September in New Orleans means a lot of things, including the busiest period of hurricane activity and, for Saints fans, the high point of optimism (sometimes too high).
It’s also the time when galleries across the city, and especially on the downriver side of the French Quarter, shake off the summer slack and get down to the serious business of showing art: A strong concentration of shows kicking off during this month’s Second Saturday openings on Sept. 12 is a clear indication that the downtown art scene is back in full swing.
In one of the most anticipated exhibits of the new season, a group show at Barrister’s Gallery (2331 St. Claude Ave.) will feature Jon Boles’ darkly humorous, politically tinged drawings along with Beau von Hoffacker’s portraits of young men caught up in the spiral of New Orleans street crime as both perpetrators and victims.
The portraits are made of brass, copper and gunpowder, and are based on social media photos originally posted by the subjects themselves.
And in the gallery’s grotto space, Dan Tague will be working on an ongoing piece during and after regular gallery hours: Tague’s “NO COMPLY” is an installation described as “inspired by ’80’s skateboard culture: the discorded vibrant color schemes, the political awareness and rebellious attitude of the music, and tons of graphics illustrating adolescent angst.”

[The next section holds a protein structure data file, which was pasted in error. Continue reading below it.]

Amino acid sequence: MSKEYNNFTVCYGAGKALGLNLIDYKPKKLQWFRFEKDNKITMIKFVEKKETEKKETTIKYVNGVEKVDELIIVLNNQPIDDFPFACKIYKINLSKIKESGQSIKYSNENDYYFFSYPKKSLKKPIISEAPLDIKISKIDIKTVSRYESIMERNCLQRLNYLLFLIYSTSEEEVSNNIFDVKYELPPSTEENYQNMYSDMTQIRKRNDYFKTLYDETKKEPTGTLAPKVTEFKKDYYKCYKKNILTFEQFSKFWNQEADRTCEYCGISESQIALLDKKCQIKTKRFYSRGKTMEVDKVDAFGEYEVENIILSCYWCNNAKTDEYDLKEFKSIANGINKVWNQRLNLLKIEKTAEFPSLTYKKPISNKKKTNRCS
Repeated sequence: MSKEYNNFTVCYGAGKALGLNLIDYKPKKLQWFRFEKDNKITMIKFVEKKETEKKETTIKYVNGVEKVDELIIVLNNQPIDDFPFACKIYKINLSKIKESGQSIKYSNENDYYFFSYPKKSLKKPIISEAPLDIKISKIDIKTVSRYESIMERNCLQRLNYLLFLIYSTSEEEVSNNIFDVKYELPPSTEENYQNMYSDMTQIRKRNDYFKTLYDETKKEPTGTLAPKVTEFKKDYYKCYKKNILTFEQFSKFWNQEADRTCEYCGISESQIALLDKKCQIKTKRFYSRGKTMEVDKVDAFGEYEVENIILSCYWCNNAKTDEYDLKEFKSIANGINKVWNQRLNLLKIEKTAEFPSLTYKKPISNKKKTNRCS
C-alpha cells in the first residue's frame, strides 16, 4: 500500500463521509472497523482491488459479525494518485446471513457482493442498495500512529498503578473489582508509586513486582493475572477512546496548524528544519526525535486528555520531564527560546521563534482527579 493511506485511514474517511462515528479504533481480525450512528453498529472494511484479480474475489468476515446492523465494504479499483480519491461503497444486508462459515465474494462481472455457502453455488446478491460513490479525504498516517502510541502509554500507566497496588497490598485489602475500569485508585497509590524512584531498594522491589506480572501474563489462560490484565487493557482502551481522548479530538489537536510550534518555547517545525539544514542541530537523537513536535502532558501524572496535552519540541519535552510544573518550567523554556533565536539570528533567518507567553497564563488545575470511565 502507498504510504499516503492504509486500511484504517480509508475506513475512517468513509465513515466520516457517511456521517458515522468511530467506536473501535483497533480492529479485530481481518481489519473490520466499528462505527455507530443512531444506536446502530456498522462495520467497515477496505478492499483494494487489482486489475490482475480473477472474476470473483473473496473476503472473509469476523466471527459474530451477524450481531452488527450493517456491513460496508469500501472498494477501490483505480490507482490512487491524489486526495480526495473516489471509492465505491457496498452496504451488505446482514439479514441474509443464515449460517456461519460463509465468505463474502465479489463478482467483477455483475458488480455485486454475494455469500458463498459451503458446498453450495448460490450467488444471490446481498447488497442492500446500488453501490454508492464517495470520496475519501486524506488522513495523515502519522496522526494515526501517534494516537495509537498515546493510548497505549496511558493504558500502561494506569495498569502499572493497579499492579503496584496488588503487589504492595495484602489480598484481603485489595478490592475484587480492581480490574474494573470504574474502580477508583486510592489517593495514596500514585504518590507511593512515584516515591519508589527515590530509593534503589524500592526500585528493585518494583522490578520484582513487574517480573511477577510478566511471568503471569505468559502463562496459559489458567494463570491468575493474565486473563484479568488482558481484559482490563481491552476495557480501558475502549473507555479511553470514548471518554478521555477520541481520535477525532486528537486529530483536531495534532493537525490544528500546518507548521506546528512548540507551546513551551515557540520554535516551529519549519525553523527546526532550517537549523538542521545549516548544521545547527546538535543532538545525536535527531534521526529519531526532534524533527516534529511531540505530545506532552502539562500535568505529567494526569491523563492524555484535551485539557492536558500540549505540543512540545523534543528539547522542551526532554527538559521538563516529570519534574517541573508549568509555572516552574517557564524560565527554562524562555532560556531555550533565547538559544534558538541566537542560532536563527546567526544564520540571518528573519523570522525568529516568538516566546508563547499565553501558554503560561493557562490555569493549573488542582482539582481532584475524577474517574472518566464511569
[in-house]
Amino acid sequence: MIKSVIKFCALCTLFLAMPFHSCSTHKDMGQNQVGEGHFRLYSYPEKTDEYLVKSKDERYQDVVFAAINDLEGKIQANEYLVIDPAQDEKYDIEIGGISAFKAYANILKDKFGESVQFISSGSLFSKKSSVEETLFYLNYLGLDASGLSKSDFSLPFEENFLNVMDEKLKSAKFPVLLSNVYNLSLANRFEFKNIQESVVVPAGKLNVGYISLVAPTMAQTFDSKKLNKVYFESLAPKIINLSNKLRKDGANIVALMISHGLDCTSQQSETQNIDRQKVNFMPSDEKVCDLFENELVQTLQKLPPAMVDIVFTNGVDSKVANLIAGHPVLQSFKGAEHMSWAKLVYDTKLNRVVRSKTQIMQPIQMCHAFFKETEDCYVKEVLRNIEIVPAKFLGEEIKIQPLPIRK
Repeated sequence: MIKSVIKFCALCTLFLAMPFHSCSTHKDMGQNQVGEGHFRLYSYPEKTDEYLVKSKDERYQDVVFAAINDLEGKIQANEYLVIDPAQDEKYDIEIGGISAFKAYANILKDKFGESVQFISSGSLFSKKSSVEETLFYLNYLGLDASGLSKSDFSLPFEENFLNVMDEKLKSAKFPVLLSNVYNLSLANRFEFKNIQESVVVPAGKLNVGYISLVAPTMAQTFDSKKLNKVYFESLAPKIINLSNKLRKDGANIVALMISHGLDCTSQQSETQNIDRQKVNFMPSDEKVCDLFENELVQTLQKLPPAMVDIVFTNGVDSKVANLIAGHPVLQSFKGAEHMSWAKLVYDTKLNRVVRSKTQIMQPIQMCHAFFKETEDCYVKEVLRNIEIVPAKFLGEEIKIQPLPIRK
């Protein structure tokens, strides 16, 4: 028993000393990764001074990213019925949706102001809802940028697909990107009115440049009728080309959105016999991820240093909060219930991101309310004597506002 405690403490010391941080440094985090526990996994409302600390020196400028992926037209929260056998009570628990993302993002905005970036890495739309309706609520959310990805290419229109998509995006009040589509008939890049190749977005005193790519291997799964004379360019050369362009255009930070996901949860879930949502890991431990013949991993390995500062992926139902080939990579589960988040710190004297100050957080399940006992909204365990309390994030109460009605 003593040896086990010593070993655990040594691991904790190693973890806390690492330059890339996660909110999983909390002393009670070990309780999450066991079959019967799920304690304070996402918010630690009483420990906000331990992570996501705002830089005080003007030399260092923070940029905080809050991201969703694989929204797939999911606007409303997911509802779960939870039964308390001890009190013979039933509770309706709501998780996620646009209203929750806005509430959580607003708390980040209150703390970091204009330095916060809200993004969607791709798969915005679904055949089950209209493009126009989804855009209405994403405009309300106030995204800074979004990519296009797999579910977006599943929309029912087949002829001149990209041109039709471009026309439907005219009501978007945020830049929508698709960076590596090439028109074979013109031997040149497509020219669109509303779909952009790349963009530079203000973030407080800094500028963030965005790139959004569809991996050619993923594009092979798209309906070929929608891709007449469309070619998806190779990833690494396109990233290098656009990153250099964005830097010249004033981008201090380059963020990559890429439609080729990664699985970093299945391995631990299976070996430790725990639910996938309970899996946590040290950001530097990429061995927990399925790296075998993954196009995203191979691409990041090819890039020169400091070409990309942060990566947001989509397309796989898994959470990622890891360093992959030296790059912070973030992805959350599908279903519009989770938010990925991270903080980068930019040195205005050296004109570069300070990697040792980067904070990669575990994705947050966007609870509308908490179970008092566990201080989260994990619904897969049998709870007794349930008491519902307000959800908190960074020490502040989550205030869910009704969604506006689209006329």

Further down St. Claude, another group show at the Antenna Gallery (3718 St. Claude) will include work by five Atlanta-based artists selected by the Dashboard “experimental curatorial agency” as part of a two-year residency program.
The multimedia selections on view will include an installation by Michael Oliveri, an installation and video by Branden Collins & Madeline Moore, three-dimensional objects by Kirsten Mitchell (aka Kiki Blood), and an opening-night performance by Erik Thurmond.
Other notable downtown openings on Sept. 12 include Zack Smith’s photographs of fellow Louisiana artists at the Jazz and Heritage Foundation (1205 N. Rampart); abstract paintings by Mary Rooney at Staple Goods (1340 St. Roch); paintings exploring the “paradox of mortality” by Jessica Goldfinch at the UNO St. Claude Gallery (2429 St. Claude); and photo montages by India Jacobs, ceramics by Jeffrey Thurston, drawings by Kyle Bravo, and mixed-media pieces by Kelly A. Mueller at The Front (4100 St. Claude).
It should be more than enough to get your mind off any pending tropical disturbances this month, at least for an evening.
And maybe even off that shaky Saints defense.